Posted: Oct. 15, 2014


By Celia Cohen
Grapevine Political Writer

The governor was the latest to be tapped. Joining the vice president and both of the senators.

They were all asked to give a speech. It happens annually here in Delaware, not without a certain irony, because they are the prime of its political officeholders, and they speak in tribute to its greatest political figure never to hold office.

That would be Jim Soles, the late political science professor from the University of Delaware.

Jack Markell, the two-term Democratic governor, appeared Tuesday on the Newark campus to give the Fourth Annual James R. Soles Lecture on the Constitution and Citizenship.

It is a daunting assignment, to be called upon to keep the torch burning for Soles, who inspired a generation to public life as a professor from 1968 to 2002 and beyond until his death at 75 in 2010.

"Delivering the James Soles Lecture on the Constitution and Citizenship is sort of like giving the Mike Schmidt lecture on batting and playing third base," Markell deadpanned.

Not that Soles himself was daunting. He was a little giant with a laughing eye, an infectious love for a good story, a hearty delight in a clever putdown, deep admiration for fine bourbon, and boundless devotion to Ada Leigh Soles, his late wife who shared all of his political adventures and probably could be considered one of them by getting elected herself as a Democratic state representative.

Markell spoke before about 75 people, many of them being what he called "Soles disciples," including Len Stark, the chief judge of the U.S. District Court, Bill Chandler, previously the chancellor of the Court of Chancery, Ed Freel, a past secretary of state now with the University of Delaware, and Mike Barlow, the governor's own chief of staff.

Also Catherine Soles, one of the two Soles daughters, and the governor's mother, who realized what Markell was up against.

"She is also wondering, like, what are you going to talk about?" Markell quipped.

It was entirely fitting that Markell found himself stretching beyond his comfort zone, because that is the effect Soles had. It is what happened to Mike Cochran, who attended the speech, and figures he would never have been a partner at Richards Layton & Finger, a top law firm, but a car mechanic in Middletown if Soles had not all but dragooned him as a student into going to law school.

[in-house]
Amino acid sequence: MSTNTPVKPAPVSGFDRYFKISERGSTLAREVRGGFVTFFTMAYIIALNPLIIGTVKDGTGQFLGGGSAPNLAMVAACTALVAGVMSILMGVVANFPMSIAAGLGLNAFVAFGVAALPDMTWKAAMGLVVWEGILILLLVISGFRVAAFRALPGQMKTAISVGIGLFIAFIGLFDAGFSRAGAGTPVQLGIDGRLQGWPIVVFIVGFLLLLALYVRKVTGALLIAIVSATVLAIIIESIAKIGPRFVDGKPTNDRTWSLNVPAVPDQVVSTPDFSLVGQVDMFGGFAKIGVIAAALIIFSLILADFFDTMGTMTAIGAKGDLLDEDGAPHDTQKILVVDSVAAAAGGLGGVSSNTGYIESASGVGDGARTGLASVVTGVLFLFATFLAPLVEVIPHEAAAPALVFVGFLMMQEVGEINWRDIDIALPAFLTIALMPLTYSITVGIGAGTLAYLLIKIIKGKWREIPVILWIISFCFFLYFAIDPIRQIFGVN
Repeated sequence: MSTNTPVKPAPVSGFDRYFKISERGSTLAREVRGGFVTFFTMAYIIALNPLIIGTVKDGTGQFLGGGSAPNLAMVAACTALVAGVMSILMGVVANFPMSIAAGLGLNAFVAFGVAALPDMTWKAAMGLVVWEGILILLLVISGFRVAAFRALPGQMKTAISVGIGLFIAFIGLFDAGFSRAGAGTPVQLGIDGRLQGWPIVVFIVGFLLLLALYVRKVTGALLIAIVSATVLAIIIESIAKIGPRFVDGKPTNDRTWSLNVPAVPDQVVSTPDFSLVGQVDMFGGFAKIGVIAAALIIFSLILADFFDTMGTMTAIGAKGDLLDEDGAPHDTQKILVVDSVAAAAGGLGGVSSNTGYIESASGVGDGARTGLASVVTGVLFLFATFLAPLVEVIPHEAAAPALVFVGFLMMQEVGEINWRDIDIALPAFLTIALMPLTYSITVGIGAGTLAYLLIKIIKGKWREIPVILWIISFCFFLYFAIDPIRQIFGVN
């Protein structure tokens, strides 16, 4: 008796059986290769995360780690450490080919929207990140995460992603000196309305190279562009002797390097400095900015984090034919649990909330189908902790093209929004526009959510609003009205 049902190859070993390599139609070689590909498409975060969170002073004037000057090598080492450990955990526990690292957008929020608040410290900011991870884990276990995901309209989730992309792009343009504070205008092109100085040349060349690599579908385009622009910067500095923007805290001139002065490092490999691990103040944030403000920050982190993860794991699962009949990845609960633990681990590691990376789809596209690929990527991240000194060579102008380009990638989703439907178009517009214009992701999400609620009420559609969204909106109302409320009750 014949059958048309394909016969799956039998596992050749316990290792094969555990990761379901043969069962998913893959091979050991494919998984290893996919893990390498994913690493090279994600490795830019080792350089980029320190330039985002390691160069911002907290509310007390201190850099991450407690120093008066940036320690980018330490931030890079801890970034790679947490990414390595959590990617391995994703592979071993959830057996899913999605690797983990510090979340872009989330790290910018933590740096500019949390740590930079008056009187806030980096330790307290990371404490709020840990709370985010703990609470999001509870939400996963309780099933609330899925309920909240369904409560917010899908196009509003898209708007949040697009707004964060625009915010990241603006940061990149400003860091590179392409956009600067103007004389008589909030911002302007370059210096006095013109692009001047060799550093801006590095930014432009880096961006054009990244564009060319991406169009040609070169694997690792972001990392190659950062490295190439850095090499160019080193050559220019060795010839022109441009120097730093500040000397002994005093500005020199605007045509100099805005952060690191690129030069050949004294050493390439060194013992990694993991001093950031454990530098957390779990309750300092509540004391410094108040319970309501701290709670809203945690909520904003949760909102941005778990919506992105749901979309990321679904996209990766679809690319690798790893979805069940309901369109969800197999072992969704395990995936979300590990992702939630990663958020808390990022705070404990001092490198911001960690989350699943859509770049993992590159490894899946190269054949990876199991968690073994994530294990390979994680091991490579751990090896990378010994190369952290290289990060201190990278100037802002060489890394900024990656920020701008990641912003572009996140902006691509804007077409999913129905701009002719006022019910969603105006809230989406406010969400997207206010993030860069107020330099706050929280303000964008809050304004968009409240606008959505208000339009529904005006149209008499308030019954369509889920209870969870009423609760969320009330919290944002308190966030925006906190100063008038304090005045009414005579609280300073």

Markell himself fell under the Soles sphere in a roundabout way. Although he grew up in Newark, he went away to Brown University -- where a classmate was Gretchen Bauer, now the chair of the political science department here as Soles was before her -- but it was still Soles who made politics come alive for him when he was 13 years old.

It was 40 years ago, in the 1974 Watergate election, when Markell's mother and father, a university professor, hosted a little reception in their home for Soles, who was running as the Democratic candidate against Pete du Pont, the Republican congressman.

"That was my first experience in something I became very familiar with, which is coffees in people's houses to talk about campaigns," Markell said.

In retrospect, that congressional race was one of the most pivotal moments of Delaware political history. It sent du Pont, who won, onward to a remarkable governorship and Soles, who lost, back to the university. For both of them, it turned into a mission accomplished.

Soles was also always there when Markell needed advice, solicited and otherwise. As only Soles could, he once took a look at Markell's yard signs and made him change them.

Not being a constitutional scholar, Markell finessed his speech by focusing most of his remarks on education, something else Soles obviously loved.

Markell took advantage of the occasion to promote his contentious turnaround proposal for six city schools. If he sounded a lot like he was giving a stump speech, it was all right.

This was the civic experience that Soles defined, a governor making his case, as the Constitution provides, as citizenship demands.